Fraud/$2.3 trillion +

Fraudsters Have A Nice Day


Sept. 10 2001 - Rumsfeld announces that $2.3 trillion was missing, "According to some estimates we cannot track $2.3 trillion in transactions" at the Pentagon.

Sept. 11th 2001 - whatever caused the damage at the Pentagon killed the team hunting for the lost $2.3 trillion and destroyed all records. Why there were no duplicate records has not been revealed.

"The impact area included both the Navy operations center and the office complex of the National Guard and Army Reserve. It was also the end of the fiscal year and important budget information was in the damaged area."
-Arlington County After-Action Report

"Most of those killed in the office, called Resource Services Washington, were civilian accountants, bookkeepers and budget analysts. They were at their desks when American Airlines Flight 77 struck."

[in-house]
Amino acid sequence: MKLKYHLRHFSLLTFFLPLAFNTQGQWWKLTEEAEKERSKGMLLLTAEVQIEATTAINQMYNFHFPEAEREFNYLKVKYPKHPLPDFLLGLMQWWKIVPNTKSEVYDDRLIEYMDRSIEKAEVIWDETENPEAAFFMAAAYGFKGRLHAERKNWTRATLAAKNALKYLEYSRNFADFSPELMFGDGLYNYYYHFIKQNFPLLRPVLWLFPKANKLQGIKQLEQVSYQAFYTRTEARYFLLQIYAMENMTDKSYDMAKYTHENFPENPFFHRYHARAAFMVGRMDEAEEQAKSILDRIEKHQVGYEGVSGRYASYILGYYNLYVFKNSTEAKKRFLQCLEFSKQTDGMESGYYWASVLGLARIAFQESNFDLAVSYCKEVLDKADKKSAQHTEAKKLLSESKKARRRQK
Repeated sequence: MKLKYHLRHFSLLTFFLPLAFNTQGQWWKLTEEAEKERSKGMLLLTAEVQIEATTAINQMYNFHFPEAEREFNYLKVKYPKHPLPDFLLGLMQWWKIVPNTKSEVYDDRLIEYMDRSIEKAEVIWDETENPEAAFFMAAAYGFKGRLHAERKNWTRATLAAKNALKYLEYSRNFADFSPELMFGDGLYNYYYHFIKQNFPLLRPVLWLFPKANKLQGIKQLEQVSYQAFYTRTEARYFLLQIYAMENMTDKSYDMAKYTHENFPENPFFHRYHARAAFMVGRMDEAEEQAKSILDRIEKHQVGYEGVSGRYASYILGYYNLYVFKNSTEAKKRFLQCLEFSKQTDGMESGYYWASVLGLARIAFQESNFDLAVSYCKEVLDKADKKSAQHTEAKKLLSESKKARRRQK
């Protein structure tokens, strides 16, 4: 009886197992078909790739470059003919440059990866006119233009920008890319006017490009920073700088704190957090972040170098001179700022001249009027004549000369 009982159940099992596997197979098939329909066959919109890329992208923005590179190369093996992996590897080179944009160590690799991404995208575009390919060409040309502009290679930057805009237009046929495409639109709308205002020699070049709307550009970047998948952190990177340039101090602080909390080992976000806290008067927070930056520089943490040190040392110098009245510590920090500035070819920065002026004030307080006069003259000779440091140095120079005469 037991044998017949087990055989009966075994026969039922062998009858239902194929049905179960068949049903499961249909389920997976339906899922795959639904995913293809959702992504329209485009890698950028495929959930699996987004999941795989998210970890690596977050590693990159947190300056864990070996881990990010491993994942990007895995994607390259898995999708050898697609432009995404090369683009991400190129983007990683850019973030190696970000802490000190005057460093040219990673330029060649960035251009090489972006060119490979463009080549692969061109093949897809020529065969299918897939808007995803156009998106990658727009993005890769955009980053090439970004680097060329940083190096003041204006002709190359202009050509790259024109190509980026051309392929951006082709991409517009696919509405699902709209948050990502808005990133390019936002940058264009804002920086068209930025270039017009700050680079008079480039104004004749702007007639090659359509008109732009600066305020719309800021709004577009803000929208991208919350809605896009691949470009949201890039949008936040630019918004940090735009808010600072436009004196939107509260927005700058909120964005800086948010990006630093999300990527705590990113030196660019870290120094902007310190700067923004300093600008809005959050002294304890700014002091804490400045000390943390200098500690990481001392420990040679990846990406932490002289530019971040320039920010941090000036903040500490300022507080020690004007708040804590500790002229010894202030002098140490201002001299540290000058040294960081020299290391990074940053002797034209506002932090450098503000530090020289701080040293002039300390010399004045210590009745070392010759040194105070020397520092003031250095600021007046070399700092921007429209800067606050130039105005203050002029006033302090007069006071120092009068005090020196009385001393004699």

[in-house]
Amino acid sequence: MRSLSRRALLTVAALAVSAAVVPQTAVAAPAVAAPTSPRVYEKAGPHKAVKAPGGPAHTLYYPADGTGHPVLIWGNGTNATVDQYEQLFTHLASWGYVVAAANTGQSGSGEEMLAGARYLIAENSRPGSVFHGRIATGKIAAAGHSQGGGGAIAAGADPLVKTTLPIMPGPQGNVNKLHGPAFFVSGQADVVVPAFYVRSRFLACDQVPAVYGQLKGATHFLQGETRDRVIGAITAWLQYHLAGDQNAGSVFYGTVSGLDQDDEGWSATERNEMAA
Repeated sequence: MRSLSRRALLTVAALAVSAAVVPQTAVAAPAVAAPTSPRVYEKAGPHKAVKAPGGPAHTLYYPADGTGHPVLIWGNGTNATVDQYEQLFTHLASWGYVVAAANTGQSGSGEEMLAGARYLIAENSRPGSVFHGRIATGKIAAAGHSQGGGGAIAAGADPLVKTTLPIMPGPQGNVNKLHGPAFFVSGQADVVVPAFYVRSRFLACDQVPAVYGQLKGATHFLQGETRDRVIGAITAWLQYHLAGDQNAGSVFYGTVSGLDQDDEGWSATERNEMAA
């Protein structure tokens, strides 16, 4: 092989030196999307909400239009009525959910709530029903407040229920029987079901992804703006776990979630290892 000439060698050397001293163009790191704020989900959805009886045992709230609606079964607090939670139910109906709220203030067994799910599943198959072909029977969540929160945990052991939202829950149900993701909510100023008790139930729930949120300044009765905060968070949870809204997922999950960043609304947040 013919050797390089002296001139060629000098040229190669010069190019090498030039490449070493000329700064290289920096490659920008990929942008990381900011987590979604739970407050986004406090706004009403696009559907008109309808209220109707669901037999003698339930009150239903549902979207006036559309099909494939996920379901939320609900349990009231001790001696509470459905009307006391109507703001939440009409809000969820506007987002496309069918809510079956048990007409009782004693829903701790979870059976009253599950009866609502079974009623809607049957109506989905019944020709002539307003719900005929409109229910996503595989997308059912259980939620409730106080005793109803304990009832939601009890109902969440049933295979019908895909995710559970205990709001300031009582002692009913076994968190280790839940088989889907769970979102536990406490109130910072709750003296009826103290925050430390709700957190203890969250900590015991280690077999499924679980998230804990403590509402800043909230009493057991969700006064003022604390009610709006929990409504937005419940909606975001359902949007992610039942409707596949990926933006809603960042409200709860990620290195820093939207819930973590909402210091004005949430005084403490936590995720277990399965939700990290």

South Coast Today/Pittsburgh Post-Gazette (12/20/01)


Wikipedia entry viewed 21.9.08

"World Trade Center 7 housed SEC files relating to numerous Wall Street investigations, as well as other federal investigative files. All the files for approximately 3,000 to 4,000 SEC cases were destroyed. While some were backed up in other places, others were not, especially those classified as confidential.[48] Files relating Citigroup to the WorldCom scandal were lost.[49] The Equal Employment Opportunity Commission estimates over 10,000 cases will be affected.[50] The Secret Service had its largest field office, with more than 200 employees, in WTC 7 and also lost investigative files. Says one agent: 'All the evidence that we stored at 7 World Trade, in all our cases, went down with the building.'[51]"

New York Law Journal
Article makes light of the loss of irreplaceable evidence but details the problem.

Attack Delays Investigations
By Margaret Cronin Fisk
National Law Journal
September 17, 2001

"The SEC has not quantified the number of active cases in which substantial files were destroyed. Reuters news service and the Los Angeles Times published reports estimating them at 3,000 to 4,000. They include the agency's major inquiry into the manner in which investment banks divvied up hot shares of initial public offerings during the high-tech boom."

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